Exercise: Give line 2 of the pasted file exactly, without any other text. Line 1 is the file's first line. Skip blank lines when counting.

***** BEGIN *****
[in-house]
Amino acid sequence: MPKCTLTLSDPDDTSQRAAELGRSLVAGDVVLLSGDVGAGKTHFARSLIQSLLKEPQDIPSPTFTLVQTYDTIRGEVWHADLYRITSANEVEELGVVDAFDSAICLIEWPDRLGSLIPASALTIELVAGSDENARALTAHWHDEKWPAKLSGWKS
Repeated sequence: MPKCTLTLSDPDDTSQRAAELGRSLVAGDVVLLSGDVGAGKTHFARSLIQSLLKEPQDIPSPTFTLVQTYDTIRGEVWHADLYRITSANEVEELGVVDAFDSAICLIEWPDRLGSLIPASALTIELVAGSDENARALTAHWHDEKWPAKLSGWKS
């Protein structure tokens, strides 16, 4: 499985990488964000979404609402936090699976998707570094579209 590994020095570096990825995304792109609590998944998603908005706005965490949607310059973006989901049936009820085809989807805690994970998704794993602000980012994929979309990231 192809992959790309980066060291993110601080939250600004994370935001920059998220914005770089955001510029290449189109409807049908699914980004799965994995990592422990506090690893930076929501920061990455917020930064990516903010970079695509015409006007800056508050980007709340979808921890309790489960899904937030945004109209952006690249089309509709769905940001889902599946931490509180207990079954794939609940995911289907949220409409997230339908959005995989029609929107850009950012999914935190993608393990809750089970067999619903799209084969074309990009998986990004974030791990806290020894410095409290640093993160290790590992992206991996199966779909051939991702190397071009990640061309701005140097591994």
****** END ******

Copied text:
Amino acid sequence: MPKCTLTLSDPDDTSQRAAELGRSLVAGDVVLLSGDVGAGKTHFARSLIQSLLKEPQDIPSPTFTLVQTYDTIRGEVWHADLYRITSANEVEELGVVDAFDSAICLIEWPDRLGSLIPASALTIELVAGSDENARALTAHWHDEKWPAKLSGWKS